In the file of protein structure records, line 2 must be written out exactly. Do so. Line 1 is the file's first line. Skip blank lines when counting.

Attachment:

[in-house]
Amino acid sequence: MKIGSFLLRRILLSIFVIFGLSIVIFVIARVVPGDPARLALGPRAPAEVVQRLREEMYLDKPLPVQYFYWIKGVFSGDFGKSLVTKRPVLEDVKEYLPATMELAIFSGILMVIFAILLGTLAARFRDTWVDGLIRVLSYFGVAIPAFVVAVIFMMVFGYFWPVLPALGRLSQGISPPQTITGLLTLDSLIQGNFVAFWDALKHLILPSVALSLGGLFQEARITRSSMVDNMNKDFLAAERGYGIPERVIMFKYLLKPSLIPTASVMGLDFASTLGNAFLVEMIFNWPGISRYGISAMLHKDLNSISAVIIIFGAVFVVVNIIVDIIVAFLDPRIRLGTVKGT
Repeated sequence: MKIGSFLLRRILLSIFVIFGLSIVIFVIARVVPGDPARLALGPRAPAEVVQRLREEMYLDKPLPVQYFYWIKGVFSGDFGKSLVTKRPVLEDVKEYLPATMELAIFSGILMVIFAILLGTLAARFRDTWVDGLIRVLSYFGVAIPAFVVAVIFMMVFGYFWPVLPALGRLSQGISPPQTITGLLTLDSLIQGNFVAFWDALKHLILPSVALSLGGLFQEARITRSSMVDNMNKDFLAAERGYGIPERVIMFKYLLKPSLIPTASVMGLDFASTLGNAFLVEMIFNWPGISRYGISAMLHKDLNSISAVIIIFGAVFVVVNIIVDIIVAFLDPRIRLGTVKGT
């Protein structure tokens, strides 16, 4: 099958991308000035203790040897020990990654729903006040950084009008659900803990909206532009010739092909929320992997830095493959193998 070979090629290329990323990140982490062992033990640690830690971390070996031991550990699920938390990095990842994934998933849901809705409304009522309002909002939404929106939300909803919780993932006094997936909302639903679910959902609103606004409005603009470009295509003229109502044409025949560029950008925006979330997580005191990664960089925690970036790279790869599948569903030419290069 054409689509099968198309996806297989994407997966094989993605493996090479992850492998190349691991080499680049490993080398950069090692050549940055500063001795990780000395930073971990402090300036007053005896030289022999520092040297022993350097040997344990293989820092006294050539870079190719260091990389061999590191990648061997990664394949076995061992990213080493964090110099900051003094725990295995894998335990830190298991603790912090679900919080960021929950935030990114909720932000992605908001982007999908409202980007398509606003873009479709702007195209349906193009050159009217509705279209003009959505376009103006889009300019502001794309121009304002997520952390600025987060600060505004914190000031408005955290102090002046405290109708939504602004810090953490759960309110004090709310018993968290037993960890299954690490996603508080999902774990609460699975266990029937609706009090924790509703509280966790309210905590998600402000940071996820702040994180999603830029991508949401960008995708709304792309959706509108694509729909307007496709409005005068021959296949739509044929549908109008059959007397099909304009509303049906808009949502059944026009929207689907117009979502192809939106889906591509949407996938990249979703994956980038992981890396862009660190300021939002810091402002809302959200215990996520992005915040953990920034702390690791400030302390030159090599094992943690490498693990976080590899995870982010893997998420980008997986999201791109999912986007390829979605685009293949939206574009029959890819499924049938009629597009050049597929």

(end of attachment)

Amino acid sequence: MKIGSFLLRRILLSIFVIFGLSIVIFVIARVVPGDPARLALGPRAPAEVVQRLREEMYLDKPLPVQYFYWIKGVFSGDFGKSLVTKRPVLEDVKEYLPATMELAIFSGILMVIFAILLGTLAARFRDTWVDGLIRVLSYFGVAIPAFVVAVIFMMVFGYFWPVLPALGRLSQGISPPQTITGLLTLDSLIQGNFVAFWDALKHLILPSVALSLGGLFQEARITRSSMVDNMNKDFLAAERGYGIPERVIMFKYLLKPSLIPTASVMGLDFASTLGNAFLVEMIFNWPGISRYGISAMLHKDLNSISAVIIIFGAVFVVVNIIVDIIVAFLDPRIRLGTVKGT